magnetic field generated


magneto hydrodynamics

Reactive Systems


Explosive Armor


Developed in the late 1970’s


Implemented in the early 1980’s


US implementation in the mid 1980’s


Impressive mass efficiency


Less effective against high
-
velocity threats
and on lightly armored vehicles


Less robust vs. passive systems

Reactive Systems


Electromagnetic Armor


Envisioned in the late 1970’s


Unclassified research through the 1990’s


Electrothermal Armor


Similar in concept to EM armor


Thin insulating core (vs. large air gap)


Explosive expansion (like explosive armor)


Large power requirements using existing technology

Novel Armor Concepts


Soft/Hard Hybrid Systems


elastomeric composites



Biomimetic Systems


nanostructured materials


“Materials Research to Meet 21
st

Century Defense Needs”, National

Research Council, National Academies Press, Washington DC, 2004.

Biomimetic Nanostructures

Biology

Materials

Science


Nanostructures

Design of Bioinspired

Structural Materials

Biomimetic Nanostructures

“Materials Research to Meet 21
st

Century Defense Needs”, National

Research Council, National Academies Press, Washington DC, 2004.

“Materials like bone, teeth, and shells are
simultaneously hard, strong, and tough and have
unique hierarchical structural motifs originating at
the nanometer scale. Mimicking such designs
should lead to very strong, tough materials usable
in lightweight armor for both warfighters and
vehicles. It could also be used for mechanical
system components.”

Spicule: Sponge Fiber

Mehmet Sarikaya, et. al, “Biomimetics: Nanomechanical Design of Materials Through Biology”, 15th
ASCE Engineering Mechanics Conference, Columbia University, June 2002.

Nacre: Mother
-
of
-
Pearl

Mehmet Sarikaya, et. al, “Biomimetics: Nanomechanical Design of Materials Through Biology”, 15th
ASCE Engineering Mechanics Conference, Columbia University, June 2002.

“Materials Research to Meet 21
st

Century Defense Needs”, National

Research Council, National Academies Press, Washington DC, 2004.

Functionally Gradient Materials

Mehmet Sarikaya, et. al, “Biomimetics: Nanomechanical Design of Materials Through Biology”, 15th
ASCE Engineering Mechanics Conference, Columbia University, June 2002.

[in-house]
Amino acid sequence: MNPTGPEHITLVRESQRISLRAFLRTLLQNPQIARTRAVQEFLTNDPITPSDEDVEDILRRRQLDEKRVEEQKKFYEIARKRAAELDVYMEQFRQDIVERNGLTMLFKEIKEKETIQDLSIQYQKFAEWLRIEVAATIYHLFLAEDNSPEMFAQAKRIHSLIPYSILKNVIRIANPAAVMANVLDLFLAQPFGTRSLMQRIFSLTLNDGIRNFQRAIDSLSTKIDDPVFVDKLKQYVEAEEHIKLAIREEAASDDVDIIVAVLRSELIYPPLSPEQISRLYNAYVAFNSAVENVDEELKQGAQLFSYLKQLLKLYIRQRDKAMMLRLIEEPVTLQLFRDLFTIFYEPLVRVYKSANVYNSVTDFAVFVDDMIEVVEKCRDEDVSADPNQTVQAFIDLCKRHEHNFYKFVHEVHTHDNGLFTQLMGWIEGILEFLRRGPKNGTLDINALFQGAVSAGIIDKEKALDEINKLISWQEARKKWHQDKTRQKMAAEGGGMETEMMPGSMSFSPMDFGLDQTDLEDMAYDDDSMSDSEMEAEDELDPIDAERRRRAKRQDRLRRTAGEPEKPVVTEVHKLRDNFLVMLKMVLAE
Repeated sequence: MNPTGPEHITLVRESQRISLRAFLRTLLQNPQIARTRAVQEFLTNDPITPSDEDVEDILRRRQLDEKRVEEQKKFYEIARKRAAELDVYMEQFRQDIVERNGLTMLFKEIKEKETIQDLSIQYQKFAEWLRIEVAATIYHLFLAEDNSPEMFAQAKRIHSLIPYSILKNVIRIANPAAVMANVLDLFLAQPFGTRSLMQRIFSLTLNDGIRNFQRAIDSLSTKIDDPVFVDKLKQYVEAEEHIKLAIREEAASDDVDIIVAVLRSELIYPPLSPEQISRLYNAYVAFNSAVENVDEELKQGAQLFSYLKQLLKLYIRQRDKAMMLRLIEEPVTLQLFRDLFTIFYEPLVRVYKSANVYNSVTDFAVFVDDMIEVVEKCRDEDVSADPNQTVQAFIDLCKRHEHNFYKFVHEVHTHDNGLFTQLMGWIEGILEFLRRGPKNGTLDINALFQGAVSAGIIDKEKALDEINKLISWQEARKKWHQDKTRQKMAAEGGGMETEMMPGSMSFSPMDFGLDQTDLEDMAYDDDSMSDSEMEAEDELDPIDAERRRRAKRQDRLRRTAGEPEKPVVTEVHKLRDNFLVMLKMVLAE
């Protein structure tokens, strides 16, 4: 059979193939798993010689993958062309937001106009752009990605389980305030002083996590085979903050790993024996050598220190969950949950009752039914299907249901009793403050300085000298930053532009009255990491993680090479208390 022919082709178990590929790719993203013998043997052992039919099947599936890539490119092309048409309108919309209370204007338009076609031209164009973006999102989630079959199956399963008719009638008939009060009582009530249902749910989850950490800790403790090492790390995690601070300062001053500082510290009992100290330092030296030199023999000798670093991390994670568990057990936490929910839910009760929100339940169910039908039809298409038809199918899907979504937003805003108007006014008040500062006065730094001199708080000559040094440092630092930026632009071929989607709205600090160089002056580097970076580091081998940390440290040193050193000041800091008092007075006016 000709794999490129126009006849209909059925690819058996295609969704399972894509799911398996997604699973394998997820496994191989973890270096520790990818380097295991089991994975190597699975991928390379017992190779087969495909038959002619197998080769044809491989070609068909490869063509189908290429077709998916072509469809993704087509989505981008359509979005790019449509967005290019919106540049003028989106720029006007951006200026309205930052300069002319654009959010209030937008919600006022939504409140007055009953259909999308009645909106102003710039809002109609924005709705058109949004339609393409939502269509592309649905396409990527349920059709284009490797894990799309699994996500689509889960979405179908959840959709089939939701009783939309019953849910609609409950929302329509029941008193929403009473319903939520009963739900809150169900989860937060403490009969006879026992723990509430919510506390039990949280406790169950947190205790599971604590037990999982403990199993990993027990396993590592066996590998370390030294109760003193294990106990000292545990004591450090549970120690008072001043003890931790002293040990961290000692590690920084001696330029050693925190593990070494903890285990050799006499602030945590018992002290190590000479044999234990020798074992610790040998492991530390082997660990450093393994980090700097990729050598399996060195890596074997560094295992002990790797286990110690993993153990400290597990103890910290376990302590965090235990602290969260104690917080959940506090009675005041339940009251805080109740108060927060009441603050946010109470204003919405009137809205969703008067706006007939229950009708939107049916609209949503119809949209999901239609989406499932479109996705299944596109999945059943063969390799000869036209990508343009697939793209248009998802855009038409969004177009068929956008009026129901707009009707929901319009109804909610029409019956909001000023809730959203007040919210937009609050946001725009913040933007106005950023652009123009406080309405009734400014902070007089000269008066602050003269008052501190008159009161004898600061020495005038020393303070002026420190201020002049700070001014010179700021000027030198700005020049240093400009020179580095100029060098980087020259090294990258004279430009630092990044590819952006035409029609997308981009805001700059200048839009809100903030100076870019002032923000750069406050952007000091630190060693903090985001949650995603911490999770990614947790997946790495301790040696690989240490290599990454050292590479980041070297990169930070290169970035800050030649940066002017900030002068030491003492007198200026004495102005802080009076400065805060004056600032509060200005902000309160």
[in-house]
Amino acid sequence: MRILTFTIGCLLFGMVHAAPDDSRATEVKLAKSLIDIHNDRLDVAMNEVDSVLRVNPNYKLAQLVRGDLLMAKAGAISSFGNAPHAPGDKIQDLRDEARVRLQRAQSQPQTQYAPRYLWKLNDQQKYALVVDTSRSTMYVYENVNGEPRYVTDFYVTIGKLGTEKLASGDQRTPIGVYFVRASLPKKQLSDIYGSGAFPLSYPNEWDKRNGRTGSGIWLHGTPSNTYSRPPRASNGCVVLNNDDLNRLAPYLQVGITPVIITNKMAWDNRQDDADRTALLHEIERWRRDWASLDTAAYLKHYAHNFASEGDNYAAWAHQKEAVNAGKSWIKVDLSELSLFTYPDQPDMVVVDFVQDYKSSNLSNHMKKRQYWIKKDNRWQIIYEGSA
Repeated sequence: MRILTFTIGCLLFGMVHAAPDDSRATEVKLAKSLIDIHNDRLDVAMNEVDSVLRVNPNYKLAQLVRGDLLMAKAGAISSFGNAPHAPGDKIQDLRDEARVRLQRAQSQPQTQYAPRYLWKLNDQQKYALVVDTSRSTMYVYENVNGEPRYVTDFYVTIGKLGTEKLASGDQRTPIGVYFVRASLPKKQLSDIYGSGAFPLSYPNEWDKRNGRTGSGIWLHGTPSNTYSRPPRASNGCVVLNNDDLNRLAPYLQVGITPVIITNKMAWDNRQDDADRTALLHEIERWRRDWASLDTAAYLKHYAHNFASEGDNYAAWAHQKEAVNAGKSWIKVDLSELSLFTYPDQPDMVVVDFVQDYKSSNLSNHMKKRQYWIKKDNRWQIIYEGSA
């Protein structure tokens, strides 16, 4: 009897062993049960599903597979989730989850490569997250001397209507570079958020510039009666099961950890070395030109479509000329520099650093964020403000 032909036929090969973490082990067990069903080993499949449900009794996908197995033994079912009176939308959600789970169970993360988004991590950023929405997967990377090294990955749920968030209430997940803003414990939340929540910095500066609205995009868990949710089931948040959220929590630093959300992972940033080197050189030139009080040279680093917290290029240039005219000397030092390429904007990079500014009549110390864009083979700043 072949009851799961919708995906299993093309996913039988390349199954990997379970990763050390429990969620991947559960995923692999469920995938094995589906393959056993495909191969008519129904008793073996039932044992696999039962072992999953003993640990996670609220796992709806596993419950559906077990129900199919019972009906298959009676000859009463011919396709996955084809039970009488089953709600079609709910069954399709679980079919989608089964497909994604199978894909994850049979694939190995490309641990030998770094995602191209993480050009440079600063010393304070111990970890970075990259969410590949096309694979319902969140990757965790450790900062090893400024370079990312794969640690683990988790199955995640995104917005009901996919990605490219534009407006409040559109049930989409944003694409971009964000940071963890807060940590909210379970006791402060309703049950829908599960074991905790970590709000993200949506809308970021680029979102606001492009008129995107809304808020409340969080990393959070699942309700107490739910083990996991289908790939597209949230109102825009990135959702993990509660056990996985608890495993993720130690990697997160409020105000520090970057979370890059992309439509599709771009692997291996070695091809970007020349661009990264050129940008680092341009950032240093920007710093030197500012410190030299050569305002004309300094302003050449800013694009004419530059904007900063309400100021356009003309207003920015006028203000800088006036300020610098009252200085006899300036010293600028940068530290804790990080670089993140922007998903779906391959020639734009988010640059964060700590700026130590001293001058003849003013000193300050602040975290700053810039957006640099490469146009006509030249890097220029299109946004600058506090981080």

High Performance Fibers


Spider Silk


Researchers have recently
been able to splice the
genes for spider silk into
cells from a variety of other
organisms that, when
grown in tissue culture,
produce material that can
be spun into silk threads.


The group plans to transfer
the genes to goats that
have been bred to produce
the silk in their milk.

“Materials Research to Meet 21
st

Century Defense Needs”, National

Research Council, National Academies Press, Washington DC, 2004.

Nanostructured Materials

“Today, nanomaterials are barely more than a
laboratory curiosity. Usually, only small quantities of
material can be produced, and production is
generally measured in hours or days. If
nanomaterials are to become widely applied, it will
be essential to address the challenge of scaling up
their production to macroscopic quantities while
retaining the performance properties of the small
samples currently available.”

“Materials Research to Meet 21
st

Century Defense Needs”, National

Research Council, National Academies Press, Washington DC, 2004.

Modeling & Simulation

Real World

Problem

Real

Model

Mathematical

Model

Conclusions

© Daniel Maki & Maynard Thompson; Indiana University

Computer

Model

Simplify

Abstract

Calculate

Interpret

Program

Simulate

Advantages

Save

Testing

Save

Money

Save

Time

Modeling

&

Simulation

Steel vs. Hybrid Armor Simulation

Dale S. Preece & Vanessa S. Berg, “Bullet Impact on Steel and Kevlar®/Steel Armor
-

Computer
Modeling and Experimental Data”, Sandia National Laboratories, ASME Pressure Vessels and Piping
Conference Symposium on Structures Under Extreme Loading, San Diego, July 2004.

Steel Results

Dale S. Preece & Vanessa S. Berg, “Bullet Impact on Steel and Kevlar®/Steel Armor
-

Computer
Modeling and Experimental Data”, Sandia National Laboratories, ASME Pressure Vessels and Piping
Conference Symposium on Structures Under Extreme Loading, San Diego, July 2004.

Hybrid Results

Hybrid Results

Dale S. Preece & Vanessa S. Berg, “Bullet Impact on Steel and Kevlar®/Steel Armor
-

Computer
Modeling and Experimental Data”, Sandia National Laboratories, ASME Pressure Vessels and Piping
Conference Symposium on Structures Under Extreme Loading, San Diego, July 2004.

Summary of Presentation

Mobility

Reliability

Survivability

Materials Selection

and Design

Light Weight

Robust

High

Performance

Summary of Presentation


Passive Systems


soft armor


hard armor


Reactive Systems


explosive


electromagnetic


Novel Concepts


biomimetics


nanomaterials


Modeling & Simulation

Materials

Selection

Design

Parameters

Energy

Absorption

Mechanisms

What does the future hold?

“Computers in the future may


weigh no more than 1.5 tons.”




Popular Mechanics, 1949